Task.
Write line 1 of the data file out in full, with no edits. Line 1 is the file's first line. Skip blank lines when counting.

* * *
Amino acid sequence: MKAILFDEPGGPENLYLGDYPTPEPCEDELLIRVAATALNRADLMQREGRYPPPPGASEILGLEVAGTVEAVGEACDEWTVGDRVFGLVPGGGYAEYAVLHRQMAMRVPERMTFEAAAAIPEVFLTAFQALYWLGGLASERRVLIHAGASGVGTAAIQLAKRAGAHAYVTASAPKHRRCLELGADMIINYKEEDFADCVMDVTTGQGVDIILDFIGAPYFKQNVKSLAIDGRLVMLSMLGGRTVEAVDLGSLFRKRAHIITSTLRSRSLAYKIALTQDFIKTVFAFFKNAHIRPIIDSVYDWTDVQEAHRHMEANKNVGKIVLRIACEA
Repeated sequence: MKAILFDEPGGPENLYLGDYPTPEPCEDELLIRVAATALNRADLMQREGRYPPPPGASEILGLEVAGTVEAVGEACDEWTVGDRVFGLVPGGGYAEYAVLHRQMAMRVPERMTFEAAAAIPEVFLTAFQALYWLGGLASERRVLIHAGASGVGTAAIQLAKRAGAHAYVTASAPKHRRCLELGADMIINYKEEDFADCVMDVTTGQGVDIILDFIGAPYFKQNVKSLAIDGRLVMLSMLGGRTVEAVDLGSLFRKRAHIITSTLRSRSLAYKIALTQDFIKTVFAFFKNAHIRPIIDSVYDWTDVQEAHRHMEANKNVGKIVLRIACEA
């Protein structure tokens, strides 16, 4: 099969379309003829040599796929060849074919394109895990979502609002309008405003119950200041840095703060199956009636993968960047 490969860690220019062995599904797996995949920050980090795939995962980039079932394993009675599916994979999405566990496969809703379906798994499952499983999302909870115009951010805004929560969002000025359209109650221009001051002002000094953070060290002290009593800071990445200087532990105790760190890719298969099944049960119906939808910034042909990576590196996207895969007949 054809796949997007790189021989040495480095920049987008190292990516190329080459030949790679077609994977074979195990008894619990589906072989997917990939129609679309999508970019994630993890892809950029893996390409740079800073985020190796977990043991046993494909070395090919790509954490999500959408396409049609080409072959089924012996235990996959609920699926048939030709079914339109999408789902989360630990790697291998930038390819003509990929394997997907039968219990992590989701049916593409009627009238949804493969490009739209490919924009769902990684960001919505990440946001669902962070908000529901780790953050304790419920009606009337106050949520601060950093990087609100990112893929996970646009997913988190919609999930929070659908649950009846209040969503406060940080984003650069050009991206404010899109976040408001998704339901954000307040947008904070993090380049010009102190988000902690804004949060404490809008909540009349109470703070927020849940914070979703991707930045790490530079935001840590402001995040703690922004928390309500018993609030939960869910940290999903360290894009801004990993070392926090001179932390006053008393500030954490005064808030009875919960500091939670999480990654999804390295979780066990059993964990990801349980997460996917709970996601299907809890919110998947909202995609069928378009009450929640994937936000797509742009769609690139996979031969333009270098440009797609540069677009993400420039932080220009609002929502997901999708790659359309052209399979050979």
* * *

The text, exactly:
Amino acid sequence: MKAILFDEPGGPENLYLGDYPTPEPCEDELLIRVAATALNRADLMQREGRYPPPPGASEILGLEVAGTVEAVGEACDEWTVGDRVFGLVPGGGYAEYAVLHRQMAMRVPERMTFEAAAAIPEVFLTAFQALYWLGGLASERRVLIHAGASGVGTAAIQLAKRAGAHAYVTASAPKHRRCLELGADMIINYKEEDFADCVMDVTTGQGVDIILDFIGAPYFKQNVKSLAIDGRLVMLSMLGGRTVEAVDLGSLFRKRAHIITSTLRSRSLAYKIALTQDFIKTVFAFFKNAHIRPIIDSVYDWTDVQEAHRHMEANKNVGKIVLRIACEA